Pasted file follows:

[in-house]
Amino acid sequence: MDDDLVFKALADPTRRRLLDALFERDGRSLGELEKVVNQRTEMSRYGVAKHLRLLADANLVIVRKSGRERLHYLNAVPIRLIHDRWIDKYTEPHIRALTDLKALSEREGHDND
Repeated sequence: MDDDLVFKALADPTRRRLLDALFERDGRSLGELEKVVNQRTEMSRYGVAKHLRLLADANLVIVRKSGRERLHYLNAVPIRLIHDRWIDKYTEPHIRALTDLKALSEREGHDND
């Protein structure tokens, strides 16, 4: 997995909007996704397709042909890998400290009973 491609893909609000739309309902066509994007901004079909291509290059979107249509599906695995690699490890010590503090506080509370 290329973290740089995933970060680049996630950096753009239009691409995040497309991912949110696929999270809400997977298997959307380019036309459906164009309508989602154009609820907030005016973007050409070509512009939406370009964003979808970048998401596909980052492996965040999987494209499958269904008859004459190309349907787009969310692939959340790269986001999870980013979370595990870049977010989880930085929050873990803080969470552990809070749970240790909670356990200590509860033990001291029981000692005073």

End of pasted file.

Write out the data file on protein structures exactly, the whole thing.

[in-house]
Amino acid sequence: MDDDLVFKALADPTRRRLLDALFERDGRSLGELEKVVNQRTEMSRYGVAKHLRLLADANLVIVRKSGRERLHYLNAVPIRLIHDRWIDKYTEPHIRALTDLKALSEREGHDND
Repeated sequence: MDDDLVFKALADPTRRRLLDALFERDGRSLGELEKVVNQRTEMSRYGVAKHLRLLADANLVIVRKSGRERLHYLNAVPIRLIHDRWIDKYTEPHIRALTDLKALSEREGHDND
């Protein structure tokens, strides 16, 4: 997995909007996704397709042909890998400290009973 491609893909609000739309309902066509994007901004079909291509290059979107249509599906695995690699490890010590503090506080509370 290329973290740089995933970060680049996630950096753009239009691409995040497309991912949110696929999270809400997977298997959307380019036309459906164009309508989602154009609820907030005016973007050409070509512009939406370009964003979808970048998401596909980052492996965040999987494209499958269904008859004459190309349907787009969310692939959340790269986001999870980013979370595990870049977010989880930085929050873990803080969470552990809070749970240790909670356990200590509860033990001291029981000692005073």